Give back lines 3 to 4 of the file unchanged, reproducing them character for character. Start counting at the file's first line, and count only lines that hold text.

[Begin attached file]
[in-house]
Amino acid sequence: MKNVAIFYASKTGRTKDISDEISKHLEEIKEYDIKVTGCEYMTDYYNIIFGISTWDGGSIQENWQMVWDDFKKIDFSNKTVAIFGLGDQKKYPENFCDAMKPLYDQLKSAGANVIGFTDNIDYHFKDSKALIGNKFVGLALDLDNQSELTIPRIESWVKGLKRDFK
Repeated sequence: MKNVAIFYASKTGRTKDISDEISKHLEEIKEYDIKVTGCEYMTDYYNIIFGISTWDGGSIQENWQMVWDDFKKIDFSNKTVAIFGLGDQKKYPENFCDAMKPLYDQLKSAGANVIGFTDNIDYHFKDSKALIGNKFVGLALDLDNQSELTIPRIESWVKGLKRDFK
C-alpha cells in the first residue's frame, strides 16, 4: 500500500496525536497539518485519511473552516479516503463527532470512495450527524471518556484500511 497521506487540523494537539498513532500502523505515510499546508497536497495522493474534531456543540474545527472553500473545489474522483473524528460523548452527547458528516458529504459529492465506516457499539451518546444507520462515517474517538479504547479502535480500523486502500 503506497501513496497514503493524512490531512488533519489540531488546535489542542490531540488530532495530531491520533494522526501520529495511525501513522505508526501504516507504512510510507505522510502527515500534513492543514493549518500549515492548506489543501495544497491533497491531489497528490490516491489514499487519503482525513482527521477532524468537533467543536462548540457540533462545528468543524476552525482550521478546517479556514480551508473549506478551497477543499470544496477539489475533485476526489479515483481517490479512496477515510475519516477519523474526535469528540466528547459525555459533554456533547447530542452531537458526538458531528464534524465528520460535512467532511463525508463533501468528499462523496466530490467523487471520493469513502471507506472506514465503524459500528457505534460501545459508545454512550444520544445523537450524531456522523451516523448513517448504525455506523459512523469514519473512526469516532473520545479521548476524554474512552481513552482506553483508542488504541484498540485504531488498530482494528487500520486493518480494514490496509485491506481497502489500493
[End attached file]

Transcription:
Repeated sequence: MKNVAIFYASKTGRTKDISDEISKHLEEIKEYDIKVTGCEYMTDYYNIIFGISTWDGGSIQENWQMVWDDFKKIDFSNKTVAIFGLGDQKKYPENFCDAMKPLYDQLKSAGANVIGFTDNIDYHFKDSKALIGNKFVGLALDLDNQSELTIPRIESWVKGLKRDFK
C-alpha cells in the first residue's frame, strides 16, 4: 500500500496525536497539518485519511473552516479516503463527532470512495450527524471518556484500511 497521506487540523494537539498513532500502523505515510499546508497536497495522493474534531456543540474545527472553500473545489474522483473524528460523548452527547458528516458529504459529492465506516457499539451518546444507520462515517474517538479504547479502535480500523486502500 503506497501513496497514503493524512490531512488533519489540531488546535489542542490531540488530532495530531491520533494522526501520529495511525501513522505508526501504516507504512510510507505522510502527515500534513492543514493549518500549515492548506489543501495544497491533497491531489497528490490516491489514499487519503482525513482527521477532524468537533467543536462548540457540533462545528468543524476552525482550521478546517479556514480551508473549506478551497477543499470544496477539489475533485476526489479515483481517490479512496477515510475519516477519523474526535469528540466528547459525555459533554456533547447530542452531537458526538458531528464534524465528520460535512467532511463525508463533501468528499462523496466530490467523487471520493469513502471507506472506514465503524459500528457505534460501545459508545454512550444520544445523537450524531456522523451516523448513517448504525455506523459512523469514519473512526469516532473520545479521548476524554474512552481513552482506553483508542488504541484498540485504531488498530482494528487500520486493518480494514490496509485491506481497502489500493